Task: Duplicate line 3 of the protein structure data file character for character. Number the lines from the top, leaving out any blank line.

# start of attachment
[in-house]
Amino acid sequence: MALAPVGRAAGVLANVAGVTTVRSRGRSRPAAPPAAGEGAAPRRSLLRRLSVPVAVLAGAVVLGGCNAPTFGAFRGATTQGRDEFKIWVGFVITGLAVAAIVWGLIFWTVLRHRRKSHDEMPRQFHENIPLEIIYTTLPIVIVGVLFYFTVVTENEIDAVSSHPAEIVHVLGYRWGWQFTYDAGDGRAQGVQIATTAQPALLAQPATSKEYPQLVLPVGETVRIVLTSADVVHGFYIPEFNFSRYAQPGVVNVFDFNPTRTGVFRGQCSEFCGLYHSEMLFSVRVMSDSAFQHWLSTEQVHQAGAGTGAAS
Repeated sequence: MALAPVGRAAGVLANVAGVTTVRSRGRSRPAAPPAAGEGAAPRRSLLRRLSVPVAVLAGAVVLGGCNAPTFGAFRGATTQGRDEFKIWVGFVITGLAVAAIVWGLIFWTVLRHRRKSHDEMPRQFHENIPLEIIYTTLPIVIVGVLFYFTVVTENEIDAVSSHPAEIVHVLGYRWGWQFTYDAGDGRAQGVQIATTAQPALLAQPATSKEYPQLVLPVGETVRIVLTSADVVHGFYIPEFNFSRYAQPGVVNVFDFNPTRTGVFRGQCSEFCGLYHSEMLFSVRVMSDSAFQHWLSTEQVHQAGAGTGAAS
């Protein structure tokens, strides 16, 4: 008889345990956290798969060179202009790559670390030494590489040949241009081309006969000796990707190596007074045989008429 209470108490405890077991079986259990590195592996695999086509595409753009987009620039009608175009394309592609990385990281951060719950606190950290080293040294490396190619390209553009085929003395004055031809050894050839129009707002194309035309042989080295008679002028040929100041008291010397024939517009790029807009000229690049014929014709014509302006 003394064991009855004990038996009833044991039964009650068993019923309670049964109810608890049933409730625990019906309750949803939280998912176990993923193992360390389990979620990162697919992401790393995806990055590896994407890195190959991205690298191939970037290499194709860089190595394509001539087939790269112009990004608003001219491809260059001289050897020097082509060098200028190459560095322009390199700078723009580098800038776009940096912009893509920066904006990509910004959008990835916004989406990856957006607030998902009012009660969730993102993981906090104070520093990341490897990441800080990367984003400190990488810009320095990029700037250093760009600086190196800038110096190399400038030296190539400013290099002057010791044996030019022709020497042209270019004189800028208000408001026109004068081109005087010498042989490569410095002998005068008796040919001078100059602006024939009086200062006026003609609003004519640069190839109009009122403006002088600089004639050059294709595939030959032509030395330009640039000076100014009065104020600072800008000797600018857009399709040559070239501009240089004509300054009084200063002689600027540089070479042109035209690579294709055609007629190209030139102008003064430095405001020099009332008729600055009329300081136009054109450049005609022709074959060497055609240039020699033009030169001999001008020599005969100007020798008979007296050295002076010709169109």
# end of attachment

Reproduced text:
Repeated sequence: MALAPVGRAAGVLANVAGVTTVRSRGRSRPAAPPAAGEGAAPRRSLLRRLSVPVAVLAGAVVLGGCNAPTFGAFRGATTQGRDEFKIWVGFVITGLAVAAIVWGLIFWTVLRHRRKSHDEMPRQFHENIPLEIIYTTLPIVIVGVLFYFTVVTENEIDAVSSHPAEIVHVLGYRWGWQFTYDAGDGRAQGVQIATTAQPALLAQPATSKEYPQLVLPVGETVRIVLTSADVVHGFYIPEFNFSRYAQPGVVNVFDFNPTRTGVFRGQCSEFCGLYHSEMLFSVRVMSDSAFQHWLSTEQVHQAGAGTGAAS